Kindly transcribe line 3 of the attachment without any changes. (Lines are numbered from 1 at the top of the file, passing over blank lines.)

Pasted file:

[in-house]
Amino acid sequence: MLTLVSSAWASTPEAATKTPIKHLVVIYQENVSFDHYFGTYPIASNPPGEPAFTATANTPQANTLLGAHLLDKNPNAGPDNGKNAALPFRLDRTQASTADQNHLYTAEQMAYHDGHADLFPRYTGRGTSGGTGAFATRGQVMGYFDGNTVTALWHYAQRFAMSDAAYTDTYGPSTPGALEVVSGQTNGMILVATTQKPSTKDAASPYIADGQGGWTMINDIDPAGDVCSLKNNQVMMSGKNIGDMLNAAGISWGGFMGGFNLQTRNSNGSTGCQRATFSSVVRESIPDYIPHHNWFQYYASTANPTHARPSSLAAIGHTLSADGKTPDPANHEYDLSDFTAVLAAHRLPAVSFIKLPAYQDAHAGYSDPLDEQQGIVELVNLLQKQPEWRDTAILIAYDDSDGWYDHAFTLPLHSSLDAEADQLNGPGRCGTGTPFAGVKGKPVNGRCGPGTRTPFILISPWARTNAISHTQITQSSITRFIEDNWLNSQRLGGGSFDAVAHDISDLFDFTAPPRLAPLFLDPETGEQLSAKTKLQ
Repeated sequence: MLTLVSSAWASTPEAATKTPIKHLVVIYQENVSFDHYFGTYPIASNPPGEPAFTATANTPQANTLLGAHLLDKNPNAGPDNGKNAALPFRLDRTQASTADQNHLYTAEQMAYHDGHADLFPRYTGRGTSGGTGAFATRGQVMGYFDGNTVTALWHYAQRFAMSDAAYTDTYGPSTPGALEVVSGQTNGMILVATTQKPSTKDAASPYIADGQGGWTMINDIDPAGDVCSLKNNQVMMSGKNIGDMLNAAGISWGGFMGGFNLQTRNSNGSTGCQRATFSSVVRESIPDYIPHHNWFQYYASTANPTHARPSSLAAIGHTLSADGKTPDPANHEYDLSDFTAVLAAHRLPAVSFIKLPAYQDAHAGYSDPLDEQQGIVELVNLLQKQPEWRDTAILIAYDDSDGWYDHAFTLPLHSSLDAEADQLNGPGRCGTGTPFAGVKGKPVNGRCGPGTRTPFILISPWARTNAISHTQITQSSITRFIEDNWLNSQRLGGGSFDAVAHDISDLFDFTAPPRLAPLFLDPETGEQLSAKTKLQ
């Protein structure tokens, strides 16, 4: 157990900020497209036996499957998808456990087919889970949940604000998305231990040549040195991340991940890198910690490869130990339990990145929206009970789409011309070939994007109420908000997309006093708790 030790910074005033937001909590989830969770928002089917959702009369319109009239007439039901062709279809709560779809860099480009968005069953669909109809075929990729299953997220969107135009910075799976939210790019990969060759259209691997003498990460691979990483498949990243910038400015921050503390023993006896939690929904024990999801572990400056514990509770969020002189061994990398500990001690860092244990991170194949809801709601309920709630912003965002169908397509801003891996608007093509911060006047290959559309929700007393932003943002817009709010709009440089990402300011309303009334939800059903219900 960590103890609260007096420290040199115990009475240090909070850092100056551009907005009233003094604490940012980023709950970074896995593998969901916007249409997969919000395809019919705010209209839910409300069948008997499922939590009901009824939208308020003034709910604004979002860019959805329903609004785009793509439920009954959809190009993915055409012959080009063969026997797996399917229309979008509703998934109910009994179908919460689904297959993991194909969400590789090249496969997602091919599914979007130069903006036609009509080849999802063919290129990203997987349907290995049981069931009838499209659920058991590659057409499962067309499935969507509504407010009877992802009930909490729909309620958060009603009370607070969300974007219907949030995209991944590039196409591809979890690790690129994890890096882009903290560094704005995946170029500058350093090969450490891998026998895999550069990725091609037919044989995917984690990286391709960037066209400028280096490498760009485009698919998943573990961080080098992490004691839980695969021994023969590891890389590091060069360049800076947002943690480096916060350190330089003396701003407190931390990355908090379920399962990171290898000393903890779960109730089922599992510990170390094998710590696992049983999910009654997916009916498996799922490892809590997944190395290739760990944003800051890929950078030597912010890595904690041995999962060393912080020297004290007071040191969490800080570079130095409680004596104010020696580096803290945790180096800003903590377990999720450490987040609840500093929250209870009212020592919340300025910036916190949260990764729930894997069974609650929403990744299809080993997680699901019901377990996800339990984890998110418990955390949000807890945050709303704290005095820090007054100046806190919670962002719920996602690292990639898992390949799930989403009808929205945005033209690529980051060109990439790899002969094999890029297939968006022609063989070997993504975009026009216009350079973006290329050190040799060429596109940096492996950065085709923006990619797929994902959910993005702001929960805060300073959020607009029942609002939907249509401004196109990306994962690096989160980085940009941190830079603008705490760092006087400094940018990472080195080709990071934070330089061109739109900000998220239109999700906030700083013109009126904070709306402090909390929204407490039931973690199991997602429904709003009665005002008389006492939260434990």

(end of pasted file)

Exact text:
Repeated sequence: MLTLVSSAWASTPEAATKTPIKHLVVIYQENVSFDHYFGTYPIASNPPGEPAFTATANTPQANTLLGAHLLDKNPNAGPDNGKNAALPFRLDRTQASTADQNHLYTAEQMAYHDGHADLFPRYTGRGTSGGTGAFATRGQVMGYFDGNTVTALWHYAQRFAMSDAAYTDTYGPSTPGALEVVSGQTNGMILVATTQKPSTKDAASPYIADGQGGWTMINDIDPAGDVCSLKNNQVMMSGKNIGDMLNAAGISWGGFMGGFNLQTRNSNGSTGCQRATFSSVVRESIPDYIPHHNWFQYYASTANPTHARPSSLAAIGHTLSADGKTPDPANHEYDLSDFTAVLAAHRLPAVSFIKLPAYQDAHAGYSDPLDEQQGIVELVNLLQKQPEWRDTAILIAYDDSDGWYDHAFTLPLHSSLDAEADQLNGPGRCGTGTPFAGVKGKPVNGRCGPGTRTPFILISPWARTNAISHTQITQSSITRFIEDNWLNSQRLGGGSFDAVAHDISDLFDFTAPPRLAPLFLDPETGEQLSAKTKLQ